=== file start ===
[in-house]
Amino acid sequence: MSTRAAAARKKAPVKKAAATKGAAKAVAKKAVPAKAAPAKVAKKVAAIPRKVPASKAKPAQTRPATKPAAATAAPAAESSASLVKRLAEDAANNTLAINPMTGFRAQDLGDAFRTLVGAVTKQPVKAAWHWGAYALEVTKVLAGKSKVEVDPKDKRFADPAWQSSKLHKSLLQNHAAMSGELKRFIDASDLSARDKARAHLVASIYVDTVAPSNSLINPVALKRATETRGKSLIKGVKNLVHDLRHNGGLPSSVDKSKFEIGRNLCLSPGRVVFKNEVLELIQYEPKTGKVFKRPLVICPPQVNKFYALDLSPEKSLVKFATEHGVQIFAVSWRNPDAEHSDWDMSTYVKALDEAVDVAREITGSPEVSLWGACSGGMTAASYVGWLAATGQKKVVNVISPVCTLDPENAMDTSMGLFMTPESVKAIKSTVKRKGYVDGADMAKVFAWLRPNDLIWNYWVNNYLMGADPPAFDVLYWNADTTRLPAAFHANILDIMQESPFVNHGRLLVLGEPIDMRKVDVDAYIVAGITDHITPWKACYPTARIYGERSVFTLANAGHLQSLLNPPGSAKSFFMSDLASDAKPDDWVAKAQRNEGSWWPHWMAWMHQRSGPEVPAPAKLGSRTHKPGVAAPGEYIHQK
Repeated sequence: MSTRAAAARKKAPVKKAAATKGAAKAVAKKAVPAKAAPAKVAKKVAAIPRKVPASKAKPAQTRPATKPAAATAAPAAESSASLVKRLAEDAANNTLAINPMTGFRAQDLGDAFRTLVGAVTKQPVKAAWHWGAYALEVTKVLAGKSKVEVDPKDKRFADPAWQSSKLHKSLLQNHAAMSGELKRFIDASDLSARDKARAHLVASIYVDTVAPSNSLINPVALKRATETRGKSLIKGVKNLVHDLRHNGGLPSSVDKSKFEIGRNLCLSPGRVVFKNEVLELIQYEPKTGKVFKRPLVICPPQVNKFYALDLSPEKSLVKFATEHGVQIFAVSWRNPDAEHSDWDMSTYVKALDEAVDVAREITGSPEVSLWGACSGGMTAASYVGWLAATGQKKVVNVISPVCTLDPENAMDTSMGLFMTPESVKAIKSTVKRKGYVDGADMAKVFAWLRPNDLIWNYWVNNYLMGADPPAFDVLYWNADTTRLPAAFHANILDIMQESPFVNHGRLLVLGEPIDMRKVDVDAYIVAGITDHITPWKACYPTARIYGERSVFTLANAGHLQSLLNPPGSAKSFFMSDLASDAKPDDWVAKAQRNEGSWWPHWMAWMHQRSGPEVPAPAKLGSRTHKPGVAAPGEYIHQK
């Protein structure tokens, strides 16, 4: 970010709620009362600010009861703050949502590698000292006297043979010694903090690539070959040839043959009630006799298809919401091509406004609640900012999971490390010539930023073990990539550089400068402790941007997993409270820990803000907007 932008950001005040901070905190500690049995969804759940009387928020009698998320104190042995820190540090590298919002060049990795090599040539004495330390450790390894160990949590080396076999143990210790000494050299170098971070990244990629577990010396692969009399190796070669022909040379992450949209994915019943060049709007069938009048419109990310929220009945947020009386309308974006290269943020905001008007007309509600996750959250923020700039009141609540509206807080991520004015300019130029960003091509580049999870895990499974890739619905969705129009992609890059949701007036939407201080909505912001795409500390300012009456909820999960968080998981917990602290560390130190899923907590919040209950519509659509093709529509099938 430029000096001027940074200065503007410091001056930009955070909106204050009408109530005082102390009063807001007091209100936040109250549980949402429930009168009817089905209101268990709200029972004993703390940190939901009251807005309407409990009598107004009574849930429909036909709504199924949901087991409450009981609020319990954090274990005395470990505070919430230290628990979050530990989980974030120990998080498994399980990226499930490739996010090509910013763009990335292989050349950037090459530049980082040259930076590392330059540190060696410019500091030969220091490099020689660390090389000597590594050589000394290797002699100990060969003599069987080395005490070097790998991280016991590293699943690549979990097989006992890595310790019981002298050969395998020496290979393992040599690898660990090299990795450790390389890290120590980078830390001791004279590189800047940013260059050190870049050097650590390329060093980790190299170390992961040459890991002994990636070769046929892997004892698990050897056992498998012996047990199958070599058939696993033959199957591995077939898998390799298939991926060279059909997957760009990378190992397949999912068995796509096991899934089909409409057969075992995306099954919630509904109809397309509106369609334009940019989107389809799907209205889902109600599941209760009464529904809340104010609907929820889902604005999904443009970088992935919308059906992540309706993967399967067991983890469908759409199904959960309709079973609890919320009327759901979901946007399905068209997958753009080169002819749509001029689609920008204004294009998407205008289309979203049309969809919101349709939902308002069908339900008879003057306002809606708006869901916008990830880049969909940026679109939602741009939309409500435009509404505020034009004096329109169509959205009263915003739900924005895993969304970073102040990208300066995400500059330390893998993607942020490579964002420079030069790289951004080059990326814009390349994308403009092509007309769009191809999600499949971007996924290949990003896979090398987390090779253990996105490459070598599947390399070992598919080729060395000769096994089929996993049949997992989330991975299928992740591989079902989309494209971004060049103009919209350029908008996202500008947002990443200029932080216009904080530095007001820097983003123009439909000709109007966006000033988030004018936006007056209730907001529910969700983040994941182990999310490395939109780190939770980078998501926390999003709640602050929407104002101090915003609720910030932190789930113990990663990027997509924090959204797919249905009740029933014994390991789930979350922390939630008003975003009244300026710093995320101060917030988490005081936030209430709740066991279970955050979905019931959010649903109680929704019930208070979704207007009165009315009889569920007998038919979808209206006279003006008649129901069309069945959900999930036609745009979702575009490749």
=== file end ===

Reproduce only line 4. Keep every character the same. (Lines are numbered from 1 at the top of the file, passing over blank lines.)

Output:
């Protein structure tokens, strides 16, 4: 970010709620009362600010009861703050949502590698000292006297043979010694903090690539070959040839043959009630006799298809919401091509406004609640900012999971490390010539930023073990990539550089400068402790941007997993409270820990803000907007 932008950001005040901070905190500690049995969804759940009387928020009698998320104190042995820190540090590298919002060049990795090599040539004495330390450790390894160990949590080396076999143990210790000494050299170098971070990244990629577990010396692969009399190796070669022909040379992450949209994915019943060049709007069938009048419109990310929220009945947020009386309308974006290269943020905001008007007309509600996750959250923020700039009141609540509206807080991520004015300019130029960003091509580049999870895990499974890739619905969705129009992609890059949701007036939407201080909505912001795409500390300012009456909820999960968080998981917990602290560390130190899923907590919040209950519509659509093709529509099938 430029000096001027940074200065503007410091001056930009955070909106204050009408109530005082102390009063807001007091209100936040109250549980949402429930009168009817089905209101268990709200029972004993703390940190939901009251807005309407409990009598107004009574849930429909036909709504199924949901087991409450009981609020319990954090274990005395470990505070919430230290628990979050530990989980974030120990998080498994399980990226499930490739996010090509910013763009990335292989050349950037090459530049980082040259930076590392330059540190060696410019500091030969220091490099020689660390090389000597590594050589000394290797002699100990060969003599069987080395005490070097790998991280016991590293699943690549979990097989006992890595310790019981002298050969395998020496290979393992040599690898660990090299990795450790390389890290120590980078830390001791004279590189800047940013260059050190870049050097650590390329060093980790190299170390992961040459890991002994990636070769046929892997004892698990050897056992498998012996047990199958070599058939696993033959199957591995077939898998390799298939991926060279059909997957760009990378190992397949999912068995796509096991899934089909409409057969075992995306099954919630509904109809397309509106369609334009940019989107389809799907209205889902109600599941209760009464529904809340104010609907929820889902604005999904443009970088992935919308059906992540309706993967399967067991983890469908759409199904959960309709079973609890919320009327759901979901946007399905068209997958753009080169002819749509001029689609920008204004294009998407205008289309979203049309969809919101349709939902308002069908339900008879003057306002809606708006869901916008990830880049969909940026679109939602741009939309409500435009509404505020034009004096329109169509959205009263915003739900924005895993969304970073102040990208300066995400500059330390893998993607942020490579964002420079030069790289951004080059990326814009390349994308403009092509007309769009191809999600499949971007996924290949990003896979090398987390090779253990996105490459070598599947390399070992598919080729060395000769096994089929996993049949997992989330991975299928992740591989079902989309494209971004060049103009919209350029908008996202500008947002990443200029932080216009904080530095007001820097983003123009439909000709109007966006000033988030004018936006007056209730907001529910969700983040994941182990999310490395939109780190939770980078998501926390999003709640602050929407104002101090915003609720910030932190789930113990990663990027997509924090959204797919249905009740029933014994390991789930979350922390939630008003975003009244300026710093995320101060917030988490005081936030209430709740066991279970955050979905019931959010649903109680929704019930208070979704207007009165009315009889569920007998038919979808209206006279003006008649129901069309069945959900999930036609745009979702575009490749």